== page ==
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Just Because You Can Doesn’t Mean You Should

Just Because You Can Doesn’t Mean You Should

Just Because You Can Doesn’t Mean You Should

JOE BRACHOCKI

In 2010, I spoke my big dream: “I want to volunteer full time in Africa while
earning an online income.”

Without any idea how to get there, I quit my corporate job and started a dog
training business. That began a 4-year adventure where I became a veterinary
technician in New Jersey, taught English in Spain, and traveled the world.
It culminated in me moving to Kenya in 2013 where I volunteered full time
while earning an online income as a consultant.

I had achieved my dream. “Holy crap…now what?” was all I could think.

So I created another big dream to go after: start a global non-profit to mentor
youth, earning my income through my own online business.

Here’s where I made a mistake. When deciding what kind of business I would
start, I looked at the opportunities around me and decided to take a friend’s
SEO writing course. I knew I was a good writer and could make money that
way but ignored the fact that I didn’t truly love writing.

And when times got tough, I didn’t have the passion or motivation to push
through.

I spent 2 years building up debt as I was earning inconsistent income while
trying to grow the business. Soon I’d cashed out my 401K, dwindled it to
nothing, and had $30K in debt. I decided to expand my services to become
a marketing agency because that’s it seemed what people needed and would
pay for. It would also allow me to step out of the writing role and into a
leadership role as I started to build a team.

I got really excited, selling the services before I even had the team together.

And people bought them! Good people with good missions…the kind of
missions I truly wanted to market. I was excited, with dreams of starting a
global agency.

But when it came time to deliver results to my new clients, my passion wasn’t
there. I had once again ignored the fact that I simply didn’t like marketing.
In fact, I liked it less than writing. And, when times got tough and my team
needed more support than I thought they would, I didn’t have the passion or
knowledge to do all that needed to be done.

My business came crashing down as I couldn’t deliver on the results I
promised.

I had to give refunds. Contracts were cancelled. And I let my team and clients
down. It was not fun.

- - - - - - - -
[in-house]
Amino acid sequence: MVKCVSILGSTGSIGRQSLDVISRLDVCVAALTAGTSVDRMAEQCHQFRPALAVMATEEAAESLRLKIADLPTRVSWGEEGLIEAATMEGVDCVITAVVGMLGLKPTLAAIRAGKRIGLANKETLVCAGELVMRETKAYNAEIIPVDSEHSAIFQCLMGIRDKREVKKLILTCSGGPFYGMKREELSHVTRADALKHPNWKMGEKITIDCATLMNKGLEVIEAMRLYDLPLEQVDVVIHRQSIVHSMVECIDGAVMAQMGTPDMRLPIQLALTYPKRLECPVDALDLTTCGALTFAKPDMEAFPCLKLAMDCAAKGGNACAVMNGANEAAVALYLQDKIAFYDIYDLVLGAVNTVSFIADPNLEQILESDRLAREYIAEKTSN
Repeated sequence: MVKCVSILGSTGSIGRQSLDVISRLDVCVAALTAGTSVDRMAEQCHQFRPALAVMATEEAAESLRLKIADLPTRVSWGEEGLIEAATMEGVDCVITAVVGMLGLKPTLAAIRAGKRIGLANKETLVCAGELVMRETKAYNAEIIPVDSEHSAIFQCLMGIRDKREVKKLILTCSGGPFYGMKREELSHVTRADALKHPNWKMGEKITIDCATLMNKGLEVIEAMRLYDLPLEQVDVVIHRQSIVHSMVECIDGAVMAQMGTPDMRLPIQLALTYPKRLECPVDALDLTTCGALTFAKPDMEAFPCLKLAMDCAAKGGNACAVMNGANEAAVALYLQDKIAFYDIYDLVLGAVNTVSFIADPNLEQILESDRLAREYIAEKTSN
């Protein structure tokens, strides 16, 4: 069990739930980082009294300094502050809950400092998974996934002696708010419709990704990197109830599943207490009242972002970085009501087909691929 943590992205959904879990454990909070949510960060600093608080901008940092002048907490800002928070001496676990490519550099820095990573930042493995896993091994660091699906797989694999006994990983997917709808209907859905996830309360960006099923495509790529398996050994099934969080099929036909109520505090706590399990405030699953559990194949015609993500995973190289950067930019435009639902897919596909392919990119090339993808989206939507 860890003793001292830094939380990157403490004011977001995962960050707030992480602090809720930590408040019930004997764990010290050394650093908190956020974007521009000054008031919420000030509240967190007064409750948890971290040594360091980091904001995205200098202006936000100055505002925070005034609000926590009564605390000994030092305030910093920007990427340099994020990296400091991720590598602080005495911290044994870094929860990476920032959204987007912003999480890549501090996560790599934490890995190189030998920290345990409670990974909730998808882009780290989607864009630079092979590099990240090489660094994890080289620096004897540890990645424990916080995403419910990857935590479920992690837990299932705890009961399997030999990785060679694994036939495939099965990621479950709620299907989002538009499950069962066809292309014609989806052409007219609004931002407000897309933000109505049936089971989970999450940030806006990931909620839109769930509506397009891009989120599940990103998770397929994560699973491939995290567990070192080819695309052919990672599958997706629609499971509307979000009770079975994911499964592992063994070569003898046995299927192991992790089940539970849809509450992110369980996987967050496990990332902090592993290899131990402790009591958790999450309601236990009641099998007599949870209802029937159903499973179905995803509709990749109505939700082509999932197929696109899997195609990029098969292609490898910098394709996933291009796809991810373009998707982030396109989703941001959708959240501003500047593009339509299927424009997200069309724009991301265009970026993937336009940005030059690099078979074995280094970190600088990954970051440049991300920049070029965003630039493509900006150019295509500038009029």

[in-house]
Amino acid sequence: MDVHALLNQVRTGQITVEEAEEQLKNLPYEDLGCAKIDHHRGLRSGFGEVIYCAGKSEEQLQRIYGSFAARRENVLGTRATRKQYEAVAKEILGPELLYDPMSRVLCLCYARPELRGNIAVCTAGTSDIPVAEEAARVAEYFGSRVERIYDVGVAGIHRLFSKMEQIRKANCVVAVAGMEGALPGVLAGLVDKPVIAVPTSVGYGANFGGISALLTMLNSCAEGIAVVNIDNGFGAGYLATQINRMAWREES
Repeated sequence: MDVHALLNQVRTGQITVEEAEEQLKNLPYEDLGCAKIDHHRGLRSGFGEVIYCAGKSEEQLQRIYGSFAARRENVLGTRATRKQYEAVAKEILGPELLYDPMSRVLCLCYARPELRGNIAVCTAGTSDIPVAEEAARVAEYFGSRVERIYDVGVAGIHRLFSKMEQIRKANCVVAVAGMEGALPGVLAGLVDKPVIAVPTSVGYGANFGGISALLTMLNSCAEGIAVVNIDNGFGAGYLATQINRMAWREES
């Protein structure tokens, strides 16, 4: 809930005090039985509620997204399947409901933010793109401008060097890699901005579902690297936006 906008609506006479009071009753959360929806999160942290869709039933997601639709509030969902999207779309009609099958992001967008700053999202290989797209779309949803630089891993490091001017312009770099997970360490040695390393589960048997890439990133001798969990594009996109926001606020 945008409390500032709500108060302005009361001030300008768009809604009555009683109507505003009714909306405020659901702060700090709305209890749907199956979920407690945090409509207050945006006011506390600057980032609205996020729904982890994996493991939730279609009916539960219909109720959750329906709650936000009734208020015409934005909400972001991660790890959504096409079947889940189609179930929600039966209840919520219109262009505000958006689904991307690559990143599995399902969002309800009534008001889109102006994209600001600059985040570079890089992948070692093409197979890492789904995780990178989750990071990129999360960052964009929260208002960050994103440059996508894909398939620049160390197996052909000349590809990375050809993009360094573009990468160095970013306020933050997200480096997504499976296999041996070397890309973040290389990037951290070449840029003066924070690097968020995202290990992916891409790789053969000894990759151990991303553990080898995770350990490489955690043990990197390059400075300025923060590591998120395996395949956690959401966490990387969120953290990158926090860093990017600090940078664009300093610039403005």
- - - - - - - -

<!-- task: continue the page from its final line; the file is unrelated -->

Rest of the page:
The lesson I learned: just because you can doesn’t mean you should.

I was able to make money through writing. I was able to sell marketing
services that were still being created. And I was able to build a team. But I
shouldn’t have done any of those things. They weren’t in line with what I
truly desired.

I was so focused on making money the “easy” way (by selling something I
knew people wanted), that I forgot a key ingredient to any successful business:
passion.

Take a moment to be really honest with yourself and ask these questions:

“Am I building myself a job I’ll hate in the name of ‘financial or location
independence?’”

“Am I following a model I know works for other people even if it doesn’t work
for me?”

“Am I doing something I’m good at even though, deep down, I know I don’t
like it?”

If the answer is “yes” to any of them, it’s time to dust off the childlike wonder, get out your infinite curiosity, and realize you are worthy of creating a business in the unique way that fires you up and lets you get paid for your unique gifts.

Let’s look back at my 2010–2014 journey to Kenya to better understand how
to create that kind of business.

During that journey, I had no idea how I could get to Kenya, volunteer full
time, and support myself with an online income. But I believed I could. I
started taking small seemingly-unrelated steps that made me happy (like
becoming a dog trainer) and trusted I would figure out how to get to Kenya
along the way. I stayed curious. I kept exploring. I continued asking questions
and sharing my dream, open to what anybody had to say.

And, once I stopped worrying about the “how,” every day became a fun
adventure. By focusing on doing things I loved, e.g. dog training, the path to
Kenya did unfold. In fact, my dog training mentor is the one who introduced
me to a book that motivated me to move to Spain. In Spain, I was hired as
an online consultant. And that job allowed me to move to Kenya where I
volunteered full time.

Becoming a dog trainer opened me up to a world of people I didn’t have access
to before. And this is key.

When you’re thinking about starting a business that suits YOU, remember that
you don’t need to know how to do it. You just need to stay curious about how to do
it. Put yourself into situations where you’ll meet more people like you, with similar
interests and passions. Then, share your dream with them. The path—the how—
will unfold naturally.

When you’re passionate, people will want to help. They’ll connect you with
influential people in your industry. They’ll let you borrow books. They’ll
recommend organizations you should visit.

The how will become clear as you explore the connections that come out of
your sharing. Life is the only course you need and your instructors are all
around you.

Just because you can start a business doesn’t mean you should. Choose to start a business that fits you. Ignore advice that works for others but doesn’t
excite you.

Let go of the business you know you can build so you can build the business
you should build…the business that pays you for what you want to be doing.
Before you know it, you’ll look back, and wonder, “Holy crap, I did it….now
what?!”

http://www.joebrachocki.com

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